Wade Forrest Wilson, Ciarra Carter, Gregory Niebel, Corey MacIntosh, Siri, Amber Strauser, Chance A. Rearden, Stacy Keach, Karen Black
(Full Moon Features)
US theatrical: 12 Mar 2013 (Limited release)
Fans of B horror movies will know Charles Band. He’s directed, written, and/or produced many films during the 1980s and after that have transcended production limitations and gained critical respect, not to mention profits and cult followings, including Re-Animator, Trancers, and Subspecies.
Ooga Booga is not one of these transcendent films. Directed by Band and released through his Full Moon Features’ Grindhouseflix imprint, it does have ingredients of the “so bad it’s funny” subgenre of movies that fans give a pass because they are “supposed to be bad.” The characters are caricatures, the dialogue is over the top, and the so-called plot is a series of contrived and mostly disconnected sight gags.
With all this not going for it, Ooga Booga promises to go “Beyond Django,” targeting Quentin Tarantino’s fan base with plenty of bloody violence and sex, as well as attempted comedy and horror. The problem is that there is very little funny about Ooga Booga. It’s just bad, derivative, poorly acted, and hardly scary.
The film—released on the new Grindhouse Flix aoo on 12 March and by Redbox 26 March—tells a twisted revenge horror story that could have even been an entertaining genre piece had it not already been done in the Puppet Master series, the Demonic Toys series, the Dollman movies, the Gingerdead Man films, and Doll Graveyard, all produced by Charles Band.
The only thing vaguely new here is the effort to exploit racism as a topic. Promoted with the phrase, “Racists beware,” the film takes another page from Tarantino, Band offers up many extreme examples, from a brutal cop to a biased judicial system, with the n-word uttered in almost every scene. The difference here is that Tarantino’s films often work as critiques of racism while Ooga Booga does not.
The plot is simple enough: a recent med school graduate named Devin (Wade Forrest Wilson) is murdered by Officer White (Gregory Niebel). This occurs just after Devin pays a visit to his favorite children’s show host Hambo (Chance A Rearden), who gives him one of an entire line of socially insensitive “Bad Ass Dolls.” Because Devin happens to have “Ooga Booga” (a tribal African stereotype doll, complete with a spear and a bone in his nose) with him when he dies, his soul goes into the doll, like Chucky. Ooga Booga in turn teams up with Devin’s girlfriend Donna (Ciarra Carter) to take violent revenge on an ever-growing racist conspiracy. This conspiracy includes a sinister judge (Stacy Keach), more bad cops, and a seedy underworld full of crooks. Virtually every white person in this film is a caricature as exaggerated and distorted as the doll’s physical features.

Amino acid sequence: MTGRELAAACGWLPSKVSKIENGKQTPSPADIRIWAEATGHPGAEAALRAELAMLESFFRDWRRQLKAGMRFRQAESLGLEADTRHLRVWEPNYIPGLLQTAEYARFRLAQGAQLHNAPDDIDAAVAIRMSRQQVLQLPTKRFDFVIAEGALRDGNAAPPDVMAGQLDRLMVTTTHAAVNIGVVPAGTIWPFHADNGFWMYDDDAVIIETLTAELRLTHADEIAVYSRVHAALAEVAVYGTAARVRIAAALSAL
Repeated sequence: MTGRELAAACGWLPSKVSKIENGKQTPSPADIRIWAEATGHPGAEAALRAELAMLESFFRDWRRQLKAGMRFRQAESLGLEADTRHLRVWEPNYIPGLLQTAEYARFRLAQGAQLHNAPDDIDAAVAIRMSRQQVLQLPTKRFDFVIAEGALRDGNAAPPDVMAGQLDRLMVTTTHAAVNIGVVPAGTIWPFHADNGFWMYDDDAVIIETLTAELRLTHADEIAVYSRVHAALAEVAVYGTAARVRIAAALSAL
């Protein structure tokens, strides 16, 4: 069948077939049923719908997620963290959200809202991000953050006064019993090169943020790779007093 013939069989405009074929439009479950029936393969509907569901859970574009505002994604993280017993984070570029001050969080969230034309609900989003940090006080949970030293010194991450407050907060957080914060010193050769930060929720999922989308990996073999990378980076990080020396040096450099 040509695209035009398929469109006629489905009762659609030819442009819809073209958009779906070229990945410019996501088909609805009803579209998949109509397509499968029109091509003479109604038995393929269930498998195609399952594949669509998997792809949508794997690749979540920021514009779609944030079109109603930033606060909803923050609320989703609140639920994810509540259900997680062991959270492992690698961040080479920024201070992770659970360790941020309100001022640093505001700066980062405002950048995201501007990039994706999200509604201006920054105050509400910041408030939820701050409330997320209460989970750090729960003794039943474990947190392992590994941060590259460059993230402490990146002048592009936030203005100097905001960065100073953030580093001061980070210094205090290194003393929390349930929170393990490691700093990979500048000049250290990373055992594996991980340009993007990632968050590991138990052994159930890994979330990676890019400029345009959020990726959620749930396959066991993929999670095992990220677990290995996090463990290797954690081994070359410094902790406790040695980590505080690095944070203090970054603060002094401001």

All these stereotypes are more overbearing than effective (even Donna wonders why Ooga Booga constantly smokes marijuana when Devin never did). Band is no Jonathan Swift and he’s no Tarantino. The film feels a lot like a long, feeble racist joke with an animated puppet at the center of it.
The puppet is a hallmark of Full Moon, known for a long string of living toy horror films offering vague social “commentary.” But Ooga Booga isn’t just a bad horror movie. It’s also boring as hell. Long stretches of the film involve Officer White cruising through the crime-filled streets of Los Angeles, sharing his racist and misogynist diatribes to white drug dealers, white prostitutes, and hapless white citizens. In one instance, an overlong cameo by Karen Black serves little purpose apart from padding the film with more crazy tirades. White seduces Black’s Mrs. Allardyce in part by appealing to her own racist inclinations (lawn jockey-style statues adorn her trailer home).
From its premise to its ridiculous Smokey and the Bandit-style credit sequence outtakes (seemingly tacked on to disturb anyone who hasn’t been offended yet), the film piles on all manner of insults. In keeping with its pride in bad taste, Ooga Booga trumpets its intent to cash in on the success of Django Unchained. But sometimes, bad is just bad. For all the serious subject matter shoved into this film, Band sure seems to be doing little more than playing with dolls once again.
// Moving Pixels
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